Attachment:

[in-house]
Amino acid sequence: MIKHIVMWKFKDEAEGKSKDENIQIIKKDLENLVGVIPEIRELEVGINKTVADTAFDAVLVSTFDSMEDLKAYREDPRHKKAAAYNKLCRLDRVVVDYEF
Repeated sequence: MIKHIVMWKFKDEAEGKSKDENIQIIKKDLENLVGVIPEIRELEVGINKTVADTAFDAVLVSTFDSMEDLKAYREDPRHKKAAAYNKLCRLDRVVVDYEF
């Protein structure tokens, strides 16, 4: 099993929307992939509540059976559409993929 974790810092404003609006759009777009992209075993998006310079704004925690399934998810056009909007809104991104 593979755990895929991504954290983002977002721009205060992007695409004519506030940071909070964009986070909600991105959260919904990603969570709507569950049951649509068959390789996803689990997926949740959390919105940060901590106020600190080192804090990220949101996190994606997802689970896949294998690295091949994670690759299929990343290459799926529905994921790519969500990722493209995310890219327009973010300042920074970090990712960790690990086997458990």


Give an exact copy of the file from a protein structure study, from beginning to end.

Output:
[in-house]
Amino acid sequence: MIKHIVMWKFKDEAEGKSKDENIQIIKKDLENLVGVIPEIRELEVGINKTVADTAFDAVLVSTFDSMEDLKAYREDPRHKKAAAYNKLCRLDRVVVDYEF
Repeated sequence: MIKHIVMWKFKDEAEGKSKDENIQIIKKDLENLVGVIPEIRELEVGINKTVADTAFDAVLVSTFDSMEDLKAYREDPRHKKAAAYNKLCRLDRVVVDYEF
């Protein structure tokens, strides 16, 4: 099993929307992939509540059976559409993929 974790810092404003609006759009777009992209075993998006310079704004925690399934998810056009909007809104991104 593979755990895929991504954290983002977002721009205060992007695409004519506030940071909070964009986070909600991105959260919904990603969570709507569950049951649509068959390789996803689990997926949740959390919105940060901590106020600190080192804090990220949101996190994606997802689970896949294998690295091949994670690759299929990343290459799926529905994921790519969500990722493209995310890219327009973010300042920074970090990712960790690990086997458990």